Little is known about the routes of transmission of cowpox in endemic rodent populations. Voles and mice can be infected experimentally by both skin and oronasal inoculation, and arthropod vectors may play a role in mechanical transmission in wild colonies. Inoculation by either route can cause viremia and systemic infection, with virus detected particularly at the sites of inoculation, in lymphoid tissue and in lung. Rodent infections may persist for several weeks, although the role of possible persistent infection in the epidemiology of cowpox is unknown.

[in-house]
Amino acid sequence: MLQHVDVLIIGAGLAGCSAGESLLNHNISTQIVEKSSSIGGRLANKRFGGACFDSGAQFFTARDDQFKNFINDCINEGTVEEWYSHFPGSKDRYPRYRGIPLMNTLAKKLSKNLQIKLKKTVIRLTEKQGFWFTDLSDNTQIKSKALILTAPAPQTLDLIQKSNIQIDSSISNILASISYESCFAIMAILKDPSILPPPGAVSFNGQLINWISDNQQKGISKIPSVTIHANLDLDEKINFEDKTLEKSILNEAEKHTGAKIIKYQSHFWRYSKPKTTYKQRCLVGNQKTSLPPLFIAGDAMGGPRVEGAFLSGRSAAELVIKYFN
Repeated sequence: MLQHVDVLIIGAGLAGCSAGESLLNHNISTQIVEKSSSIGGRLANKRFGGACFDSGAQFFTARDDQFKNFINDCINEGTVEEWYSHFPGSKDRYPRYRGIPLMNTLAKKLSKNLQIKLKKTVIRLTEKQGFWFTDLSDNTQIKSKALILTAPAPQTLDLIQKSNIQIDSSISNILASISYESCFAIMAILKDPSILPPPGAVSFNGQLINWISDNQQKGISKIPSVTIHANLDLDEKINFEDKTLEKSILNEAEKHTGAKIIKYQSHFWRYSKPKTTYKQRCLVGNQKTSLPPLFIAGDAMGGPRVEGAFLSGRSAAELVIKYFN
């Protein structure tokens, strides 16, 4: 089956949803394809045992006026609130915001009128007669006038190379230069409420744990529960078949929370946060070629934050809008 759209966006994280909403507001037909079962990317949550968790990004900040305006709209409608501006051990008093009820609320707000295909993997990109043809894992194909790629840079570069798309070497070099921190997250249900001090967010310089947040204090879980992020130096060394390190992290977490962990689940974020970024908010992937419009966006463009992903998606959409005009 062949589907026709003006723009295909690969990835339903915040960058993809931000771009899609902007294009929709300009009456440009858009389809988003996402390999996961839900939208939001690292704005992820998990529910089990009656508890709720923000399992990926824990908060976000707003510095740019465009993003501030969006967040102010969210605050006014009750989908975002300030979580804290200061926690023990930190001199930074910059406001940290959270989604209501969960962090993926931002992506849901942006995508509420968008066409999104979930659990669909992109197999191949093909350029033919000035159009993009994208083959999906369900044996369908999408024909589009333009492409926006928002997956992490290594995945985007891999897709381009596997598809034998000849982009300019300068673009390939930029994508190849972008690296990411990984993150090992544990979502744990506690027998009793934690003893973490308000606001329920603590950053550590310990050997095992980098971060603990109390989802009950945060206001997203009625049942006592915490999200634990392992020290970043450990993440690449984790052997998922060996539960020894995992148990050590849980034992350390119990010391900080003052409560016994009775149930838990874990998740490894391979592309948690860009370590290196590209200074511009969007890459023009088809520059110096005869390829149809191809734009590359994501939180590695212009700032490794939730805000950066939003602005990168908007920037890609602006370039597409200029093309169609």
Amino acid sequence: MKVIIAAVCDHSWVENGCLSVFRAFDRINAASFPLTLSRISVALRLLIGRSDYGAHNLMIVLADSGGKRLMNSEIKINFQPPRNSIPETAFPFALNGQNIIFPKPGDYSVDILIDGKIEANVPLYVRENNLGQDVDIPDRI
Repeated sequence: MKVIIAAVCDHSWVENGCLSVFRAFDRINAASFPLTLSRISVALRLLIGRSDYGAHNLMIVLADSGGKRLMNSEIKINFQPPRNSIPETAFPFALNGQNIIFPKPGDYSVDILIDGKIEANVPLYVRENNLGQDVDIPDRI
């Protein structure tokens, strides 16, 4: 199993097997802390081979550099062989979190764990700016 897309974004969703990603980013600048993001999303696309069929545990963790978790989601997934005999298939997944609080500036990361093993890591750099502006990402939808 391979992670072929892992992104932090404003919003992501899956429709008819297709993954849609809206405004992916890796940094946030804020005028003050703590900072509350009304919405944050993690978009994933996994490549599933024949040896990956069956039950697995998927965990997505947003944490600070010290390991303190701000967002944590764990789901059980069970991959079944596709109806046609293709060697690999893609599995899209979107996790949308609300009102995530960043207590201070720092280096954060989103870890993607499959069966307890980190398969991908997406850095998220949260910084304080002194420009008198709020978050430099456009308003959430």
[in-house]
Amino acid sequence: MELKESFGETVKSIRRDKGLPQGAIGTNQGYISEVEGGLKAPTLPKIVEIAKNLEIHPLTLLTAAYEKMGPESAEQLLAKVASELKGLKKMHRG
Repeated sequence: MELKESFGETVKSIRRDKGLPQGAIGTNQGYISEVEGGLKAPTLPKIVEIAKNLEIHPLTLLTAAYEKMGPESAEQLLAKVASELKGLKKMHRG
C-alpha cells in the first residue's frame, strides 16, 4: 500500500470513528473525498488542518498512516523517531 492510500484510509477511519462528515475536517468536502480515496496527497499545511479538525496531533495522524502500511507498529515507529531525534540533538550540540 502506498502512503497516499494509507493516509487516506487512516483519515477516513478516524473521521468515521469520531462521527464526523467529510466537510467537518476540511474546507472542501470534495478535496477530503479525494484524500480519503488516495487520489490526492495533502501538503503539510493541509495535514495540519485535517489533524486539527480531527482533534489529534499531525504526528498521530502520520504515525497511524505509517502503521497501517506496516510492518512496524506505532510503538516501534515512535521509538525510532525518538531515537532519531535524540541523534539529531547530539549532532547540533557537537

Among the occasional, or 'accidental', hosts of cowpox virus, the most frequent route of infection appears to be through the skin, probably through a cut or abrasion. Domestic cats, however, can be infected experimentally by oronasal inoculation, and respiratory spread may have been involved in some outbreaks of cowpox in big cat collections. Virus replication in cattle and humans is mainly limited to the epidermis at the site of entry, and possibly also to draining lymph nodes. In cats, virus can be isolated not only from skin lesions but also from lymphoid, lung and turbinate tissue. Skin inoculation of cats is followed by virus replication both at the site of entry and in draining lymph nodes, there is development of a viremia, and virus can be isolated from the white cell fraction of blood, from the spleen and other lymphoid organs. After about 7-10 days, virus can be
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